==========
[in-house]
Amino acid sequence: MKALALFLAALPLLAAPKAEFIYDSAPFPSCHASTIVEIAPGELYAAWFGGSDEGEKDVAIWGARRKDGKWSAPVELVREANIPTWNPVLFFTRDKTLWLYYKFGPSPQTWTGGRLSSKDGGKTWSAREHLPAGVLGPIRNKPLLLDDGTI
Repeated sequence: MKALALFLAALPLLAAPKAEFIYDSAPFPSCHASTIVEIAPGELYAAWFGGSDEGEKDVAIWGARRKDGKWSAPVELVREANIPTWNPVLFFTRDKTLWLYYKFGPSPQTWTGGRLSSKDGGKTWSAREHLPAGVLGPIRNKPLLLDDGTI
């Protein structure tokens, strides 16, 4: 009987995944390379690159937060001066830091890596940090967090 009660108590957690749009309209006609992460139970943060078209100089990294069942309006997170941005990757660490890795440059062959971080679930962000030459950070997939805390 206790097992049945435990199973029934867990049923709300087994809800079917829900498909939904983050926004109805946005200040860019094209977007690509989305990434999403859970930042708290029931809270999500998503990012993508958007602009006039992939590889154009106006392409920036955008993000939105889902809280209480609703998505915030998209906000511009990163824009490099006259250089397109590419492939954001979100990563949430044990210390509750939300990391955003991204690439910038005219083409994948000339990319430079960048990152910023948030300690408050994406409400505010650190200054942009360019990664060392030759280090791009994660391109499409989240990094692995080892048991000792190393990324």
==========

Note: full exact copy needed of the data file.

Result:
[in-house]
Amino acid sequence: MKALALFLAALPLLAAPKAEFIYDSAPFPSCHASTIVEIAPGELYAAWFGGSDEGEKDVAIWGARRKDGKWSAPVELVREANIPTWNPVLFFTRDKTLWLYYKFGPSPQTWTGGRLSSKDGGKTWSAREHLPAGVLGPIRNKPLLLDDGTI
Repeated sequence: MKALALFLAALPLLAAPKAEFIYDSAPFPSCHASTIVEIAPGELYAAWFGGSDEGEKDVAIWGARRKDGKWSAPVELVREANIPTWNPVLFFTRDKTLWLYYKFGPSPQTWTGGRLSSKDGGKTWSAREHLPAGVLGPIRNKPLLLDDGTI
């Protein structure tokens, strides 16, 4: 009987995944390379690159937060001066830091890596940090967090 009660108590957690749009309209006609992460139970943060078209100089990294069942309006997170941005990757660490890795440059062959971080679930962000030459950070997939805390 206790097992049945435990199973029934867990049923709300087994809800079917829900498909939904983050926004109805946005200040860019094209977007690509989305990434999403859970930042708290029931809270999500998503990012993508958007602009006039992939590889154009106006392409920036955008993000939105889902809280209480609703998505915030998209906000511009990163824009490099006259250089397109590419492939954001979100990563949430044990210390509750939300990391955003991204690439910038005219083409994948000339990319430079960048990152910023948030300690408050994406409400505010650190200054942009360019990664060392030759280090791009994660391109499409989240990094692995080892048991000792190393990324």